Pubdate: Mon, 12 Feb 2018
Source: Globe and Mail (Canada)
Copyright: 2018 The Globe and Mail Company
Author: Adrienne Tanner
Page: A9


Councillors might still squabble over budgets, but no one questions
the fact that the opioid crisis must be solved

Mark Tyndall stood before Vancouver City Council at a recent meeting
to proselytize for his latest harm-reduction scheme: vending machines
to dispense opioids to drug users.

"I really wish we could get 50 of these things going in the next
year," said Dr. Tyndall, executive medical health director of the BC
Centre for Disease Control. "We could supply clean drugs to thousands
of people and our overdose numbers would plummet." He plans to start
with a pilot project in Vancouver.

Remarkably, Vancouver's city council, which is so divided its members
can't agree on a bike lane, barely flinched - even though this plan
goes far beyond current supervised drug-distribution programs
conducted primarily in clinical settings.

Mayor Gregor Robertson and almost every councillor thanked Dr. Tyndall
and Dr. Patricia Daly, Vancouver Coastal Health's chief medical health
officer, for their efforts to reduce the number of overdose deaths.
Even Non-Partisan Association (NPA) councillor Hector Bremner, who
questioned the logic of a program that would profit the corporate
purveyors of addictive opioids, said after the meeting he would
support a pilot project.

"I am open to any idea if it will save a life."

Dr. Tyndall's plan may sound reckless if you don't know that these are
nothing like candy machines that can be rocked and kicked into submission.

Manufactured by the medical marijuana industry, each one is made from
750 pounds of military-grade steel and programmed to dispense
prescribed quantities of pills only to registered users, using
biometric identification. The advantage of circumventing a clinical
setting is that many drug users are too ashamed or find it
inconvenient to present at clinics or pharmacies for clean drugs.
Instead they shop on the street, where deadly fentanyl contamination
is rampant.

The cross-party acceptance of Dr. Tyndall's vending-machine experiment
by our civic politicians indicates both how serious the overdose
crisis has become, and how far the harm-reduction dial has moved over
the past two decades.

In 2017, more than 1,400 people died of illicit drug overdoses in
British Columbia, most of them fentanyl-related. It was the most
catastrophic year ever, despite myriad harm-reduction efforts, which
include legal and extralegal supervised drug-use sites, widespread
naloxone-kit distribution and a smattering of supervised hydromorphone
(opioid) distribution programs.

Are opioid vending machines another step on the slippery slope to the
complete decriminalization of drugs? Maybe, and that would be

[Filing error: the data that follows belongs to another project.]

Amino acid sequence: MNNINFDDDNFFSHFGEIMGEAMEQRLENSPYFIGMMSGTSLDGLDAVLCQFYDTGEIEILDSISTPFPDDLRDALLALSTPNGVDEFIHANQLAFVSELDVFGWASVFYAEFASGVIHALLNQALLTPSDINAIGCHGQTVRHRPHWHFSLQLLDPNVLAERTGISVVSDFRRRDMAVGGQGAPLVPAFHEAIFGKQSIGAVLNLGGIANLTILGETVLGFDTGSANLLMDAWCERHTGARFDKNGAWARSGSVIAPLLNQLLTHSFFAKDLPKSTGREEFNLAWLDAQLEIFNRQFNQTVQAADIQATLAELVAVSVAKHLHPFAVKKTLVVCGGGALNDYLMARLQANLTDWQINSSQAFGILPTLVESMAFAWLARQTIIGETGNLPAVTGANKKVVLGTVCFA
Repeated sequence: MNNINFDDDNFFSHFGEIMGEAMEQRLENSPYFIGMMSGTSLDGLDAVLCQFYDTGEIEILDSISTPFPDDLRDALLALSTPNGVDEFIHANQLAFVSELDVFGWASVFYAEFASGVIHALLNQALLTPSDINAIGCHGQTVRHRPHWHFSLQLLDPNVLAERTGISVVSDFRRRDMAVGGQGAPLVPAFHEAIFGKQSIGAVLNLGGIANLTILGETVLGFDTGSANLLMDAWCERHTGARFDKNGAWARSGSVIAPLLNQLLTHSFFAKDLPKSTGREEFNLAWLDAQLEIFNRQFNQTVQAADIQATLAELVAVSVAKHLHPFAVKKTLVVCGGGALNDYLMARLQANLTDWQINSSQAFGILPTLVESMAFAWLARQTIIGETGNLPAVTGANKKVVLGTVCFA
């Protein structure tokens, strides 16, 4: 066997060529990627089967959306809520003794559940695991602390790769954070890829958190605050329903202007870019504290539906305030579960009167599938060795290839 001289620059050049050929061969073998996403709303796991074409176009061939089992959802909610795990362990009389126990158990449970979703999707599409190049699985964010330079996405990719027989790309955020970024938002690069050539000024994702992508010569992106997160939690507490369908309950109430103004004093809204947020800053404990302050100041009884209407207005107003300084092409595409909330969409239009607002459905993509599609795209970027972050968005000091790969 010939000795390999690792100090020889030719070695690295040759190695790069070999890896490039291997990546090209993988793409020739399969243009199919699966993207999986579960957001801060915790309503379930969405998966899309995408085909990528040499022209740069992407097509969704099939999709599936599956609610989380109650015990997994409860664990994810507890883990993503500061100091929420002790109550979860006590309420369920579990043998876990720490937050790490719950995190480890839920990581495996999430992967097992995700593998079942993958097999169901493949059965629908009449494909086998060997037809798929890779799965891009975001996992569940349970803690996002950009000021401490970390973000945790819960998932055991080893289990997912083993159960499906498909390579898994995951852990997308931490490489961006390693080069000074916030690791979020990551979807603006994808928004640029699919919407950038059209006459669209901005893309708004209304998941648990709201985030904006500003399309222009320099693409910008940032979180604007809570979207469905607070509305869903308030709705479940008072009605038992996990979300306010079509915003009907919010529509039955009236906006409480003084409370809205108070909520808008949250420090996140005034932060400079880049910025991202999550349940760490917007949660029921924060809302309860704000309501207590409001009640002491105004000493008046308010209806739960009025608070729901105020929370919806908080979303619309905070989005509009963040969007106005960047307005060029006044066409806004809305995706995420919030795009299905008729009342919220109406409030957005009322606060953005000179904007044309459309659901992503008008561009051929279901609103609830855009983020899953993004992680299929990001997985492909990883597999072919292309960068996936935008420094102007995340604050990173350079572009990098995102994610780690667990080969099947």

supported by Dr. Tyndall, many city councillors and Vancouverites who
are weary of the crime, disease and misery associated with the illegal
street drug trade.

And if the new program defies a whole bunch of provincial and federal
regulations, Dr. Tyndall is the first to admit and defend that too.

"We don't have time to get everyone agreeing on it. If we went through
the federal process for the overdose-prevention units, we wouldn't
have any."

Perhaps because Vancouver is a port city with a long history of drug
problems, it has always been more willing than other Canadian
municipalities to flout the law and lead the country in harm reduction

As Dr. Tyndall spoke, many councillors nodded in agreement. Tim
Stevenson called him brave. Green councillor Adriane Carr proclaimed
addiction should be treated as a medical condition and supplying safe
drugs is the way to go. NPA councillor Melissa De Genova said she was
disappointed when the NAOMI trial, which dispensed free heroin to
users, ended.

What a sea change since 2002, when the NPA dumped Mayor Philip Owen
because he supported Insite, Vancouver's first supervised drug-use

Today, councillors still squabble over harm-reduction budgets and
which of the four pillars championed by Mr. Owen - prevention,
treatment, enforcement or harm reduction - deserves the most
resources. But no one questions harm reduction itself.

It is a rare person in Vancouver who hasn't stumbled upon a paramedic
crew crouched over a limp body and watched anxiously, hoping this is
not another bump in the dismal statistics. And most of us now know
someone touched by the overdose death of a family member or friend.

Vancouver City Council, despite all its flaws and factions, seems to
have figured out that the opioid crisis is no place to play politics.
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